USS MESA VERDE --
Though Marines may refer to their deployment on ship as a “cruise,” it is nothing like the posh life experienced while on an actual cruise ship. Cramped quarters, long lines and periods of boredom dominate everyday life on ship and can lead to “cabin fever.”
True to the adaptive nature of the Marine Corps, Marines have found a way to battle “cabin fever” through intense combat training.
Marines with Combat Logistics Battalion 22, 22nd Marine Expeditionary Unit, conducted Marine Corps martial arts program training aboard USS Mesa Verde, April 16, 2011.
The training offers the Marines a chance to enhance their hand-to-hand combat skills and gives them a break from periods of stressful and monotonous ship life.
“For starters, the course helps pass time,” said Cpl. Craig F. Turner, a motor transport operator and Detroit native, with CLB 22. “But also, as motor transport Marines, it’s good for us to have combat skills.”
MCMAP has five belts, tan, gray, green, brown and black. Most of the students have earned their gray belts and will train for months to earn their black belt.
“This training is important because it advances the Marines’ careers,” said Sgt. Tim D. Dankemyer, the motor transport chief and a second-degree black belt instructor with CLB 22. “It’s also important because MCMAP is not just something you have to use in the Marine Corps. These are skills with a wide range of options.”
In the upper vehicle storage, on two black mats, Marines started their four-hour class with physical training. Then, it was time to put their knowledge of techniques, taught in previous classes, to the test, by sparring with each other using batons and grappling.
“The course keeps you motivated,” said Turner. “Marines always want to learn combative skills and Marines always want to teach it. We’re naturally aggressive.”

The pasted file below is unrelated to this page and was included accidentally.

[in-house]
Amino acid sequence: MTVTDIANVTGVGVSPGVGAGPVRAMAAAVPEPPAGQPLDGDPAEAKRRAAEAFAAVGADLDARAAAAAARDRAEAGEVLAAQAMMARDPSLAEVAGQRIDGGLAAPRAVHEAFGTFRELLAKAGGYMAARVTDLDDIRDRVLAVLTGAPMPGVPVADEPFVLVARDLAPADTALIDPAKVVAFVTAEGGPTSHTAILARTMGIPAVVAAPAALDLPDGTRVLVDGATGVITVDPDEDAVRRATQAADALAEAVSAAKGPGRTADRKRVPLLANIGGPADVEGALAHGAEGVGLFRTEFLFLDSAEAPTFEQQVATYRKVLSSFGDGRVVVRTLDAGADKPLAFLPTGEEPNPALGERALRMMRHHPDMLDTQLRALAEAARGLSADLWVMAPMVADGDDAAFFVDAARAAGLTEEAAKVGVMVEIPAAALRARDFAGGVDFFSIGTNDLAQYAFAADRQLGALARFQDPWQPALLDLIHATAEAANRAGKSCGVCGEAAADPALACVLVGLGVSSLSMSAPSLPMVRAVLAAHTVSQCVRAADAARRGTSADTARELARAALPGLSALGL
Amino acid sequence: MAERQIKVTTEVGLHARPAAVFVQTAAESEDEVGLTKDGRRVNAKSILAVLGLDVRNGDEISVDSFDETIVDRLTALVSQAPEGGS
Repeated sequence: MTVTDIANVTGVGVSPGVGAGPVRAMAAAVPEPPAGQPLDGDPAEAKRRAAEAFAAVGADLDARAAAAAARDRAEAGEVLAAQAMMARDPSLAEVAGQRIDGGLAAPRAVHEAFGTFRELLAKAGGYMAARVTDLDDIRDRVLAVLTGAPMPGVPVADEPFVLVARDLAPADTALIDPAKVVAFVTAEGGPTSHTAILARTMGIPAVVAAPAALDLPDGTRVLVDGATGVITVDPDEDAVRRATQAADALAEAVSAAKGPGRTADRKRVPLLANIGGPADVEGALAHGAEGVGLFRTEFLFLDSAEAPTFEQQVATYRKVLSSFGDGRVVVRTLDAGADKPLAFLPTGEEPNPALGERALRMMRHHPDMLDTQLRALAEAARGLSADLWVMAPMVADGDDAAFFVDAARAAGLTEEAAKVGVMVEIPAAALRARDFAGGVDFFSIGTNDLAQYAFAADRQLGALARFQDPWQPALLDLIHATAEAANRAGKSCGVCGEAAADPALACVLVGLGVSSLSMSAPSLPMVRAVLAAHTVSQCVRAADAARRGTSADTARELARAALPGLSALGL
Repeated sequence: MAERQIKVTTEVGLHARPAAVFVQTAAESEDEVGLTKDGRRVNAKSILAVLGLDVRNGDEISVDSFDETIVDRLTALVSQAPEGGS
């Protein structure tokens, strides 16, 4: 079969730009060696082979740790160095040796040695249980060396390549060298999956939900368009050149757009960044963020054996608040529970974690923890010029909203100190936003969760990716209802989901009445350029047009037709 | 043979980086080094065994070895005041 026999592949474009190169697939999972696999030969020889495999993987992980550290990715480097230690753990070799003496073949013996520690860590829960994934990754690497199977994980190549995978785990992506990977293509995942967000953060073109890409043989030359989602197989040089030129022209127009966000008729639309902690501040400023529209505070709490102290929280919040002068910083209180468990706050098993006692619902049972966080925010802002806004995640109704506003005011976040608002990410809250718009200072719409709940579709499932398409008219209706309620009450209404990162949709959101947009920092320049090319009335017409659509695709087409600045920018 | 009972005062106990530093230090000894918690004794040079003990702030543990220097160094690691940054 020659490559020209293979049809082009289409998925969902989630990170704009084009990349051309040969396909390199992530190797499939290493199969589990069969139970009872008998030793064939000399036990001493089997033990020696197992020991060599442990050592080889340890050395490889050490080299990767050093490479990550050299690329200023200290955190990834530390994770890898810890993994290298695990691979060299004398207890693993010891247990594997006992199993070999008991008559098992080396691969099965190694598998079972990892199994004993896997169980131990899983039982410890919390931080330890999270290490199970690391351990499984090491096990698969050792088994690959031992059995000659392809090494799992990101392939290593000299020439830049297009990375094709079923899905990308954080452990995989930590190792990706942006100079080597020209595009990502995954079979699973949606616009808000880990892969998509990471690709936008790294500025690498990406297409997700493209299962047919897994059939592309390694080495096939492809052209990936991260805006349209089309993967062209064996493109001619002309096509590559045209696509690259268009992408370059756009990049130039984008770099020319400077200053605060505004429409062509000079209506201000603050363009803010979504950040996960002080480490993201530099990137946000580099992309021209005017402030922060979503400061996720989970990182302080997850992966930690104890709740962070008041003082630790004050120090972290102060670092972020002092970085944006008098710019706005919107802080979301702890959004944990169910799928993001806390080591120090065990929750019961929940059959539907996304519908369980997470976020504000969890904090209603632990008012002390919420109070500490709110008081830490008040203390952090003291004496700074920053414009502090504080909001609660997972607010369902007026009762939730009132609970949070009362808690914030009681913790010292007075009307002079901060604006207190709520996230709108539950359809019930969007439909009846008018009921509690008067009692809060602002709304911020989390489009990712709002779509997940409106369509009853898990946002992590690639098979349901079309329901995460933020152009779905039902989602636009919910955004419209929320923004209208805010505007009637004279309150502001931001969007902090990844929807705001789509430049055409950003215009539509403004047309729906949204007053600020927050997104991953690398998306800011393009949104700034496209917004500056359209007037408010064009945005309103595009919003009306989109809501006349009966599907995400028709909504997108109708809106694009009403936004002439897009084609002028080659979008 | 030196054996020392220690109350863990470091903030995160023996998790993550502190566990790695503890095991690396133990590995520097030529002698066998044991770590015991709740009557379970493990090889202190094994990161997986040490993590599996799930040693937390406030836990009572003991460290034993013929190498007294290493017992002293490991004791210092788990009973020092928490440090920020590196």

The vehicle storage offers the Marines a chance to get out of the cramped hallways and berthing areas while the four-hours of constant movement keeps their minds focused on training.
“It’s a big stress relief to come out here and get the blood flowing,” said Turner. “You’re not thinking about anything else except MCMAP. You’re just focused on getting the training you need.”
The ship’s limited space can be a challenge for the instructors when it comes to planning out the course.
“The hardest part is planning the curriculum,” said Dankemyer, a Marshville, Wis., native. “Being on deployment, safety is paramount. As long as you have an instructor that’s knowledgeable, they can still make the course challenging.”
The Marines and sailors of the 22nd MEU are currently deployed with Amphibious Squadron 6 aboard the USS Bataan Amphibious Ready Group and will continue to train and improve the MEU’s ability to operate as a cohesive and effective Marine Air Ground Task Force.
The 22nd MEU is a multi-mission, capable force, commanded by Col. Eric J. Steidl and comprised of Aviation Combat Element, Marine Medium Tilt Rotor Squadron 263 (Reinforced); Logistics Combat Element, Combat Logistics Battalion 22; Ground Combat Element, Battalion Landing Team, 2nd Battalion, 2nd Marine Regiment; and its Command Element.
Marine Expeditionary Units are the Marine Corps' smallest permanent Marine Air-Ground Task Force, and comprised of approximately 2,200 Marines and sailors ready to provide immediate response to a hostile environment or crisis.